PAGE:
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  • R.A. Ruiz Acosta

Latinx AF Feature:Diego Moreno & his Gory Depictions of Fear, Sin, Mercy, & Malignas Influencias

Diego Moreno is a Chiapas, Mexico based mixed media artist and photographer who's art at first sight leans heavily into the macabre and gruesome, but under the blurred demonic visage and exaggerated monstrosity of his subjects lies the "coexisting cultures and beliefs in contemporary Mexico," an understanding of sin and the human condition, and an attempt to reflect "the misunderstood beings, creatures, and marginal things."

Diego's work is undeniably Mexican- from the domestic settings and familial pictures he intervenes in that might look eerily familiar to all of us of Mexican and Latinx heritage, to the “Los Panzudos Mercedarios” tradition in the La Merced neighborhood of San Cristobal de las Casas, Chiapas inspiring his En mi mente nunca hay silencio series. This ceremony of sins and Virginal Mercy merges Pre-Hispanic traditions with Catholicism as is so often seen in our culture. His art represents Mexican horror at it's finest- and yet the depictions of "Black Philip," snarling demonic and vampiric faces, blood splatters and drips, and shadow figures are universally unnerving.

When reflecting today on Halloween, and across the year on what draws us to fictional horror and gore- is it perhaps that our own attraction to the worst of us, to the idea that these sins might simply be misunderstood- or maybe that like the participants of Los Panzudos- that maybe Our Lady of La Merced has mercy in store for our wickedness too.

Malignas // Malignant influences

It is a visual exercise of graphic intervention on a photographic archive that has been detonated in the enclosure of the pandemic. Through the manual and digital use of colored pencils, graphite, chinese ink, markers or materials such as chlorine or vinegar, I intervene in the family archive; as a way to create new realities invented from my obsession and fascination with the anomalous, the monsters and the terror.

Project that allows me to cope with the confinement and reflect on the individual and collective unconscious from my link with the visual arts.


Black Phillip visto en la parroquia La Sagrada Familia.

De la serie: Malignas influencias. 2020

Intervención gráfica sobre papel de algodón.

Dionila vista en el ejido La Paz.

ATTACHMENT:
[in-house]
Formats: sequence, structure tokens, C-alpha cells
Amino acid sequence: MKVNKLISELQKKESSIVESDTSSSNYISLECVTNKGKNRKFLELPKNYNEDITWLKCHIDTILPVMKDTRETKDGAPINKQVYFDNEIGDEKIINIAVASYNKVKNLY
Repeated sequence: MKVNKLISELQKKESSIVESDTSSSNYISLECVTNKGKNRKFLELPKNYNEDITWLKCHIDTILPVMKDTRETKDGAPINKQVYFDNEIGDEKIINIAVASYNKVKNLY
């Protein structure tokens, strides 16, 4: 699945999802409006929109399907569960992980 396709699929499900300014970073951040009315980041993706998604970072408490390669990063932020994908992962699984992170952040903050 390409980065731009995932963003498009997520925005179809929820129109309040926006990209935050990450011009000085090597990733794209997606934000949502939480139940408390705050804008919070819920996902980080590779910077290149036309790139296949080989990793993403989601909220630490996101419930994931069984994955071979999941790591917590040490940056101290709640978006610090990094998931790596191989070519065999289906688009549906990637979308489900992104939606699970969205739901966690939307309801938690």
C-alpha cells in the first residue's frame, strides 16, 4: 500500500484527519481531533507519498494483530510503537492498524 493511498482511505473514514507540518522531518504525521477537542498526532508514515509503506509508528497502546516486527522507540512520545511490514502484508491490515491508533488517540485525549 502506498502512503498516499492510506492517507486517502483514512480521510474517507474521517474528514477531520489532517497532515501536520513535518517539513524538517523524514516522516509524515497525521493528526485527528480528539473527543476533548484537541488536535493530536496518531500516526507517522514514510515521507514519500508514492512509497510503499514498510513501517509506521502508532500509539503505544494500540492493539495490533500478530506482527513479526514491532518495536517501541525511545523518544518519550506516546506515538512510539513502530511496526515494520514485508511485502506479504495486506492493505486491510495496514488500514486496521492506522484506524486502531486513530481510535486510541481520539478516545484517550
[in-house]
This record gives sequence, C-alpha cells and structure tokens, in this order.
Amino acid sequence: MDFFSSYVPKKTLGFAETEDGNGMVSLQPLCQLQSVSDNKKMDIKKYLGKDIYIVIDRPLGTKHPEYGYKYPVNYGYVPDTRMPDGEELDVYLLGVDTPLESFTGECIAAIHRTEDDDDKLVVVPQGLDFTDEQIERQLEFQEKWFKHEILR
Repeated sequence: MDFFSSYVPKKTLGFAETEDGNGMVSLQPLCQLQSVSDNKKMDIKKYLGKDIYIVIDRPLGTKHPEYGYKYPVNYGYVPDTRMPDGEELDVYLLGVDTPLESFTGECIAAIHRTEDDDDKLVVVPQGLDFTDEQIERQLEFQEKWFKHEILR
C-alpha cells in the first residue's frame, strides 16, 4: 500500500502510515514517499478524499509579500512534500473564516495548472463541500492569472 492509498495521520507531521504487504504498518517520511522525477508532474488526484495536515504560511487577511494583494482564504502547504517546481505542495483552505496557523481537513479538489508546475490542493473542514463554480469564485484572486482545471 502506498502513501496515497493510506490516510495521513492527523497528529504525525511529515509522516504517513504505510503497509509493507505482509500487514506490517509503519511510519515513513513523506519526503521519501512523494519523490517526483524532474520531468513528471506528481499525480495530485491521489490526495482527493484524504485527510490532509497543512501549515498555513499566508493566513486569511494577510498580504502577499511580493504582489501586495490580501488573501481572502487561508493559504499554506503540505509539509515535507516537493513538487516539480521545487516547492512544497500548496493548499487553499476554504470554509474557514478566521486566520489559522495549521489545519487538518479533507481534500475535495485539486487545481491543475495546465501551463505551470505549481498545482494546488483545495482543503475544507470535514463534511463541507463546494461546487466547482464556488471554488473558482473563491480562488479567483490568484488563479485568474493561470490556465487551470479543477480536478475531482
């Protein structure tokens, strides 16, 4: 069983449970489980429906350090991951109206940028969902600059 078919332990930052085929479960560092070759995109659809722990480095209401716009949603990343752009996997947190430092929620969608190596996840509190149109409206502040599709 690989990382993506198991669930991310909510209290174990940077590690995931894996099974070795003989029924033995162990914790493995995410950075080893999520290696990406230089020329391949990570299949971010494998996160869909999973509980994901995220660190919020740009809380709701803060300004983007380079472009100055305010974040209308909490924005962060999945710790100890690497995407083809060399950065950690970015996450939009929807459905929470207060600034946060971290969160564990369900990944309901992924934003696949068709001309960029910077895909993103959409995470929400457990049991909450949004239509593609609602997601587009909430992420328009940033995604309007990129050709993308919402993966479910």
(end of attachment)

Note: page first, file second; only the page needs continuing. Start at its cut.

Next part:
De la serie: Malignas influencias. 2020

Intervención gráfica sobre papel de algodón.

Black Phillip visto en el ejido Santa María.

De la serie: Malignas influencias. 2020

Intervención gráfica sobre papel de algodón

Chupacabras visto en la finca nuevo amanecer.

De la serie: Malignas influencias. 2020

Intervención gráfica sobre papel de algodón.

Diablo mayor visto en el ejido San Fernando.

De la serie: Malignas influencias. 2020

Intervención gráfica sobre papel de algodón.


En mi mente nunca hay silencio //

In My Mind There Is Never Silence

"This series originated with “Los Panzudos Mercedarios”, the guardians of the neighborhood of La Merced in San Cristóbal de las Casas in Chiapas, México.

The Panzudos represent the sins: the more sins a person has to expiate, the bigger and uglier his attire will be, the better to cure his sins. These figures herald the feast day of Our Lady of La Merced and accompany her, purifying themselves in the process.

The announcement is made as the figure of the Virgin Mary passes by, carried on the shoulders of her bearers, with a retinue of Aztecs, Catholics, and Moors mounted on horseback, dressed as Arabs and with their faces painted, representing the Muslims who invaded and occupied Spain between 702 and 1492.

Integrated this ancestral imaginary with the exploration of familiar universe. I try to investigate the links, the monstrosity, disease and death. I explore the tunnels of representation of domestic space fusing it with pre-Hispanic traditions and the apocalyptic visions of the Catholic religión.

This work gives new meaning to the intrincate tangle of the concealed and the visible, the individual and the collective subconscious, on the highly complex map of coexisting cultures and beliefs in contemporary Mexico."

"This photograph is inspired by the fears that we live as children and keep secret. Childhood is a disturbing stage that marks us for life. My work is inspired by the individual and collective unconscious, and by the importance of darkness to know our deepest fears."- Moreno to Vice
"For me, Los Panzudos Mercedarios have come to represent the inhabitants of my own unconscious and a passage to another realm. They are not real people, I know, but somehow, they provide a framework for understanding the human condition. Perhaps, I can reveal secret truths that are not visible in everyday life. Reflect upon all misunderstood beings, creatures, and marginal things." - Moreno to Buzzfeed

You can support Diego by purchasing his photobooks of his website, and following him on Instagram.


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